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Whooping Cough Catches Oldies Out

Fuseworks Media
Fuseworks Media

Whooping cough not only affects the young; people over 45 are also getting diagnosed with the highly contagious bacterial disease, a study carried out by a Waikato DHB clinical research team has found.

The number of Waikato adults suffering from the potentially severe illness increased steadily from 2000 through to 2009.

Pertussis (whooping cough) epidemiology in Waikato, New Zealand: 2000-2009, features in this month's New Zealand Medical Journal. The study aimed to discover if there were any recognisable trends in pertussis cases occurring over a 10-year period.

The team, consisting of Waikato DHB Medical Officer of Health Anita Bell, former Waikato DHB registrar Richard Wall and Population Health analyst Jason Theobold, also investigated if there were any differences in the characteristics of cases between epidemic and non-epidemic periods during the same period.

Public health authorities are notified of all whooping cough cases so the team was able to analyse cases in the Waikato region during 2000-2009.

Dr Bell said the team found the illness affected an increasing percentage of people in older age groups.

"While the highest rate of disease is still in infants under one years of age, we found the disease was increasingly affecting those over 25, most significantly in the 45 plus age group.

"We did not find any clear difference in cases of disease or the severity of illness during epidemic or non-epidemic periods.

One of the reasons why there are increasing numbers of Waikato adults with whooping cough could be due to increasing recognition that the illness affects older age groups and thus more testing is being carried out. In addition, immunity from the vaccine wanes with time and many older age groups no longer have protection.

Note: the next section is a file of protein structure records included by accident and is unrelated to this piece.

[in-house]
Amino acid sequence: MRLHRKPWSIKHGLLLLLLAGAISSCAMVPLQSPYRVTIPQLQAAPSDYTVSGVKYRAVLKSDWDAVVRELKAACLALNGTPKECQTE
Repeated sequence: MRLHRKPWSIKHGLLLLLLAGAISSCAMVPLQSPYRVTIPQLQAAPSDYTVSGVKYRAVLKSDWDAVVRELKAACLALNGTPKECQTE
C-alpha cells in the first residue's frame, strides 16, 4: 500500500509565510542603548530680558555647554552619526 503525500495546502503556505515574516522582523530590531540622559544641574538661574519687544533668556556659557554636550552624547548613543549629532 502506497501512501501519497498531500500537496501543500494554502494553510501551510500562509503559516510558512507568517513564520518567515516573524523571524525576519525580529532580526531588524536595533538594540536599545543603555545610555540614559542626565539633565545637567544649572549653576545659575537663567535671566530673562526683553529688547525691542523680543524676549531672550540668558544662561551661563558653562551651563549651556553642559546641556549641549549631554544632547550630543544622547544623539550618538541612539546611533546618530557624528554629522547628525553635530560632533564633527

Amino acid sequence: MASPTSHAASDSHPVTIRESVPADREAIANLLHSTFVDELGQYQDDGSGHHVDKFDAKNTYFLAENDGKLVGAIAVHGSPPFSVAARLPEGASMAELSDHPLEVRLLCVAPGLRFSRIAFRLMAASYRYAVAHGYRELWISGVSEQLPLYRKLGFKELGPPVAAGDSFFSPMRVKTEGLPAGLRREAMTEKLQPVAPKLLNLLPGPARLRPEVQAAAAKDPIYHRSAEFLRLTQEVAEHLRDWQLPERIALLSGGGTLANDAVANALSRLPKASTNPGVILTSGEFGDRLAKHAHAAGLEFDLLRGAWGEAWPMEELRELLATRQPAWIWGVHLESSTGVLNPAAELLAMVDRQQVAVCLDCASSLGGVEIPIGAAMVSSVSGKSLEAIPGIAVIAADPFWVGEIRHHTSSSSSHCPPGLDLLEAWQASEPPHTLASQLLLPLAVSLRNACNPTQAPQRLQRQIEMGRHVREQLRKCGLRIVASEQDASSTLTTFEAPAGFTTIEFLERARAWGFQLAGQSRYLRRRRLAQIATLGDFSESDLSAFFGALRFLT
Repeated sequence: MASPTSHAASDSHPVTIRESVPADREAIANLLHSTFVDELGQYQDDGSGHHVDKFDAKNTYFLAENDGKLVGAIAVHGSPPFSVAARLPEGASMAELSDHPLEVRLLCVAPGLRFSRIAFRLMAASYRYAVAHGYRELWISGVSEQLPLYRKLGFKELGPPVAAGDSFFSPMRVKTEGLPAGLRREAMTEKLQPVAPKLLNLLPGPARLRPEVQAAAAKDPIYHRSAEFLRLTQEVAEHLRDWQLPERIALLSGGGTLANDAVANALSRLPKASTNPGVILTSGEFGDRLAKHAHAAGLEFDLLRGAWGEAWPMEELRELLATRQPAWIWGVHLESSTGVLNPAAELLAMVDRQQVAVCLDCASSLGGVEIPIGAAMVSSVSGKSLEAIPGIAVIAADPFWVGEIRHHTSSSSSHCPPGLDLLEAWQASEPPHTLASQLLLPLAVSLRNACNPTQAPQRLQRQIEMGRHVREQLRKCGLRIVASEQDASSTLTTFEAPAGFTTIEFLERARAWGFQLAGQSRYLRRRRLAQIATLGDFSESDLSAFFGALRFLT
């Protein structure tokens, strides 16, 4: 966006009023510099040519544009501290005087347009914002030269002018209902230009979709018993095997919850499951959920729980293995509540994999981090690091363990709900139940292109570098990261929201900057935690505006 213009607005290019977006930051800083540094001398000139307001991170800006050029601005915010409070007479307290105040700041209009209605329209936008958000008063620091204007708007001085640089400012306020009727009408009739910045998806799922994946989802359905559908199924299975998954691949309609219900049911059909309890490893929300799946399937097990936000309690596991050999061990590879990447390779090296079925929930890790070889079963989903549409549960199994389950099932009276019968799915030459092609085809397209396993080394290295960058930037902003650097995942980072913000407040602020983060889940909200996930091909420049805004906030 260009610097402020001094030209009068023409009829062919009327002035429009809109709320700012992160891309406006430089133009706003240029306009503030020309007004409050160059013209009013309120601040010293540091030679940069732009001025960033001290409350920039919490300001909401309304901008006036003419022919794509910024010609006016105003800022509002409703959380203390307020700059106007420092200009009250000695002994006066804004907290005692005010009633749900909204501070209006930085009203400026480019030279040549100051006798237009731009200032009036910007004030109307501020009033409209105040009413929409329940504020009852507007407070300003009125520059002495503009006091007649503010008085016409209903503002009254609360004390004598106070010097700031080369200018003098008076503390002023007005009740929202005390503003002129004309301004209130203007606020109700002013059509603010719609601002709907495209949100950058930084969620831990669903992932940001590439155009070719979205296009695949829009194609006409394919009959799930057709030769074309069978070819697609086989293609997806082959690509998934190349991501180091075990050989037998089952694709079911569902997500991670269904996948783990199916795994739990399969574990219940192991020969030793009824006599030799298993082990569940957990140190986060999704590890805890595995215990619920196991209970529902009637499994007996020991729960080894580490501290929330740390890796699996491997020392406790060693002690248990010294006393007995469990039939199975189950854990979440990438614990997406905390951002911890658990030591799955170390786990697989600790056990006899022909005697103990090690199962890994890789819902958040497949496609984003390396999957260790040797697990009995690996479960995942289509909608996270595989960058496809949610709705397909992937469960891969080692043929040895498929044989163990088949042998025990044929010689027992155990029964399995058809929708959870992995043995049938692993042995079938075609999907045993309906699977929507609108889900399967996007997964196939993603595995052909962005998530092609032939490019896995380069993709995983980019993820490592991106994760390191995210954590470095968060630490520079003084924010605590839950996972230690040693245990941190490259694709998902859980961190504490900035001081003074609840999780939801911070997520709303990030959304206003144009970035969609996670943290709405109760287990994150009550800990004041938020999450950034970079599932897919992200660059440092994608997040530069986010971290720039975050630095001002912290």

"Under the current immunisation schedule, under two year olds receive three immunisations protecting them against whooping cough, a booster at four years of age and another at aged 11, but nothing after that.

"The vaccine is recommended by the Ministry of Health but not funded for health care professionals working with high risk individuals such as neonates.

"Whooping cough is a highly contagious bacterial infection which can cause severe coughing attacks, vomiting and even more serious complications such as pneumonia. The infection can last up to three months. It is particularly severe in babies and young children, with many needing to be hospitalised due to difficulty breathing or feeding.

"To avoid catching whooping cough or passing it on to others we recommend people follow good cough and sneezing etiquette (covering your cough, using tissues, washing and drying your hands after coughing or sneezing).

"However the most effective form of protection for any preventable disease is immunisation."

One member of the Waikato community who will definitely continue to have her booster shots is Kathy Jenkin, Waikato DHB's Programme Manager: Communications, who had a severe bout of whooping cough for almost six months in 2009/10.

"It started off with mild flu like symptoms and cough but after a few days it became more severe and I began to have bouts of coughing and I couldn't breathe," she said.

"It was extremely debilitating. It would cause me to vomit, I was exhausted and sometimes I felt like I was having a severe panic attack, couldn't breath in and would nearly pass out."

Mrs Jenkin had almost two months off work to recover and still experienced symptoms for up to six months after. She recommends all adults should consider being immunised against whooping cough.

"It was honestly the worst illness I have ever experienced," she says.

To view the article Pertussis (whooping cough) epidemiology in Waikato, New Zealand: 2000-2009, in the April edition of the New Zealand Medical Journal, please visit

To find out more about whooping cough, its symptoms, and information on treatment and prevention, please visit and

Caption: Waikato DHB programme manager: communications Kathy Jenkin talks to webmaster analyst Andre Chivell about the website.

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